Marty Scott is the astronomy instructor at Walla Walla University, and also builds telescopes and works with computer simulations. He can be reached at email@example.com.
One of the questions that puzzled mission scientists before Curiosity landed in Gale Crater on Mars was how there could be a 3.4-mile-high mountain in the middle of an impact crater.
You may have noticed the days are getting shorter and the nights are getting longer. You may have also noticed the sun appears to be moving south, getting closer to the southern horizon each day.
Data collected by the Curiosity rover are challenging our understanding of Martian geology, as members of the Geological Society of America learned last month when several presentations at their annual meeting featured analysis of these data.
The European Space Agency is about to pull off a first — landing a spacecraft on the nucleus of a comet.
In the past few weeks I’ve been asked several questions about the northern lights, also called the aurora borealis. In this month’s column I will answer some of these questions and introduce you to this mysterious and unpredictable display of light in the night sky.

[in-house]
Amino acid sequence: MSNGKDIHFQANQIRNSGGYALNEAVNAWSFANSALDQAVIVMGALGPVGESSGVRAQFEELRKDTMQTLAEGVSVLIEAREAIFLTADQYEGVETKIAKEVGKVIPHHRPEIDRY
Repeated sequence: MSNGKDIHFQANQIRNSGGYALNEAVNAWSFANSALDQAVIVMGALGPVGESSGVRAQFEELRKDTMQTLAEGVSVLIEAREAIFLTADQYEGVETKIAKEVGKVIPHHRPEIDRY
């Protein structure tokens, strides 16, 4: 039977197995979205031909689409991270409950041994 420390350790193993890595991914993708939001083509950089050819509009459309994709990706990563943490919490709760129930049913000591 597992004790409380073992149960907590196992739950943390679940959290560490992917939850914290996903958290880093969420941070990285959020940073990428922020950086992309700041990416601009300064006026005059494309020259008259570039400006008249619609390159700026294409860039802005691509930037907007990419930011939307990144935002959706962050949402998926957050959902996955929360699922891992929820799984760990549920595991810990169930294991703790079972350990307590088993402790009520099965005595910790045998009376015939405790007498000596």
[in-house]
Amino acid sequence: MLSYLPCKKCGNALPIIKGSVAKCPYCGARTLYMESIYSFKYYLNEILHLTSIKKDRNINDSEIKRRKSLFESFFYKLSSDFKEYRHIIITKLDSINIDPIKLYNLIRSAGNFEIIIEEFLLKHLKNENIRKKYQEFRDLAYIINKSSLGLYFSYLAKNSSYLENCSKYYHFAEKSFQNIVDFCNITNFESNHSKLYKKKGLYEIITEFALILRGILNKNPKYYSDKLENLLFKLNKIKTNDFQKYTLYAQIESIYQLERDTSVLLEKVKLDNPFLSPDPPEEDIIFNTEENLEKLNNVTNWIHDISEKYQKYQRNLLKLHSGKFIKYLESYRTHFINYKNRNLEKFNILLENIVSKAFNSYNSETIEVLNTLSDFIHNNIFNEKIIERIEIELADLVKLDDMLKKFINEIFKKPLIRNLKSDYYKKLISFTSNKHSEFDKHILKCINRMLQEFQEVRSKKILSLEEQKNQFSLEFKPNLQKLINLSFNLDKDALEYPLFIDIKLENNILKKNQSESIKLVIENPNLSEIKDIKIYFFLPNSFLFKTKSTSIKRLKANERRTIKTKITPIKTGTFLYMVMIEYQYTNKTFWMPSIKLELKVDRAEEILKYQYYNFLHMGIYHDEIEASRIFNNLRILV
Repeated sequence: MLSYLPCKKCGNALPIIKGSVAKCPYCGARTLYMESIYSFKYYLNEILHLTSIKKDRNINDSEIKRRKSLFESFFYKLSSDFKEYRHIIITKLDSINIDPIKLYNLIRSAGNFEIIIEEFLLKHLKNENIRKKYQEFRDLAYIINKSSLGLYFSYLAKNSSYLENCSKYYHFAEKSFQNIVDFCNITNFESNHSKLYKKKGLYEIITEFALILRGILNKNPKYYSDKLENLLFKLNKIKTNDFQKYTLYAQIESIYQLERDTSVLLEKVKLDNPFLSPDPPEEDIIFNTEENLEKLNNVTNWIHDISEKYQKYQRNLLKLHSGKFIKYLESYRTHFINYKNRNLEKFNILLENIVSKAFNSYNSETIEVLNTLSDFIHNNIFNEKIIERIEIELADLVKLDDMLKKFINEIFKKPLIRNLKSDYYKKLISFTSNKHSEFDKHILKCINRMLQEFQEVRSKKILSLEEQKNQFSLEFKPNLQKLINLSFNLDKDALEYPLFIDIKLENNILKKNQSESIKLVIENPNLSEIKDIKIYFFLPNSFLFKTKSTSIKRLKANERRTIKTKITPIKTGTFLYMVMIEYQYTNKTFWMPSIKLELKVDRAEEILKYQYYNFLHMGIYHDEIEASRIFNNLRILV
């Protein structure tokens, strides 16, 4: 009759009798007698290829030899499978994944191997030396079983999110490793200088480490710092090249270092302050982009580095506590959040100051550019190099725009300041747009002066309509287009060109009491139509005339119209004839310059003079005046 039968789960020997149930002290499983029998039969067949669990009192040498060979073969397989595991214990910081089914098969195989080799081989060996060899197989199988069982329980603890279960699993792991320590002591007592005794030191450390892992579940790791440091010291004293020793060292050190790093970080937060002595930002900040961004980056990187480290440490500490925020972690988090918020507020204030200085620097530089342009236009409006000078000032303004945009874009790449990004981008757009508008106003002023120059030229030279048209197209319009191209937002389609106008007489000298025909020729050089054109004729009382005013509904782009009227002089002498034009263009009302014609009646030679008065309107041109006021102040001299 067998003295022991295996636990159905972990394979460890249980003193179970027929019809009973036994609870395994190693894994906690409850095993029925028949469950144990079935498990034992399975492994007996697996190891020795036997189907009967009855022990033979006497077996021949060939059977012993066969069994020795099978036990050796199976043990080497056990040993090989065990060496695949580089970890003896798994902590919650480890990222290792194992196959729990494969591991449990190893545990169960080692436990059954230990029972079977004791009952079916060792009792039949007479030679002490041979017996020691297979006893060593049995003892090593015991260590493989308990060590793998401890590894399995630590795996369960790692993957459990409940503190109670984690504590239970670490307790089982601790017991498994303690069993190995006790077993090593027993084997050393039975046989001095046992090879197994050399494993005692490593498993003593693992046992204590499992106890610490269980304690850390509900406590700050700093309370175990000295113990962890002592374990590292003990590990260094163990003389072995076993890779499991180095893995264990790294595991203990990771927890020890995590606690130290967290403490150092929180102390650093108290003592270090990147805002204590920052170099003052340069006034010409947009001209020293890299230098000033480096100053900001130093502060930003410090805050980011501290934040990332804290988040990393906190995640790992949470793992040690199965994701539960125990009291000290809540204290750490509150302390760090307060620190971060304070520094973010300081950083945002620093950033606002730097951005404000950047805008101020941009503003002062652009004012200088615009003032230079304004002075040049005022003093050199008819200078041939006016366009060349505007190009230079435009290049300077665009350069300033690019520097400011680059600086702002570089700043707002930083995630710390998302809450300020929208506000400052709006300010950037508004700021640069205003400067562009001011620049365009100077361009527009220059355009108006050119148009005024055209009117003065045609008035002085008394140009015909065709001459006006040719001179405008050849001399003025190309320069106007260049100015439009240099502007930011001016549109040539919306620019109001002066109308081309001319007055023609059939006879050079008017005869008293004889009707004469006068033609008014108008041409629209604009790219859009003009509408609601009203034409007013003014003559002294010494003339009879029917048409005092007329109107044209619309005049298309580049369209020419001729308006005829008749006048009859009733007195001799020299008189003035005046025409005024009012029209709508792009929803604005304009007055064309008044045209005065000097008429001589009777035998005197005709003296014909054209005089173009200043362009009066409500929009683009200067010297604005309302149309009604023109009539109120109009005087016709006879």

Curiosity has reached the base of Mount Sharp. The Mars rover’s wheels are now on material that is part of the mountain, material different from the type Curiosity landed on two years ago.
When you see images and hear reports from NASA missions, do you ever wish that you could be part of the team? If so, your wish may be coming true.
Curiosity still has the pedal to the metal on its journey to Mount Sharp, the layered mountain amid the crater where the Mars rover landed
If you missed the supermoon on July 12, you’ll get second and third chances to see one on Aug. 10 and Sept. 9.
Mars rover Curiosity is making steady progress toward Murray Buttes, at the base of Mount Sharp. The science lab on wheels will cross the basaltic sand dune field at Murray Buttes and begin the final approach to the layered, clay-rich rocks of Mount Sharp.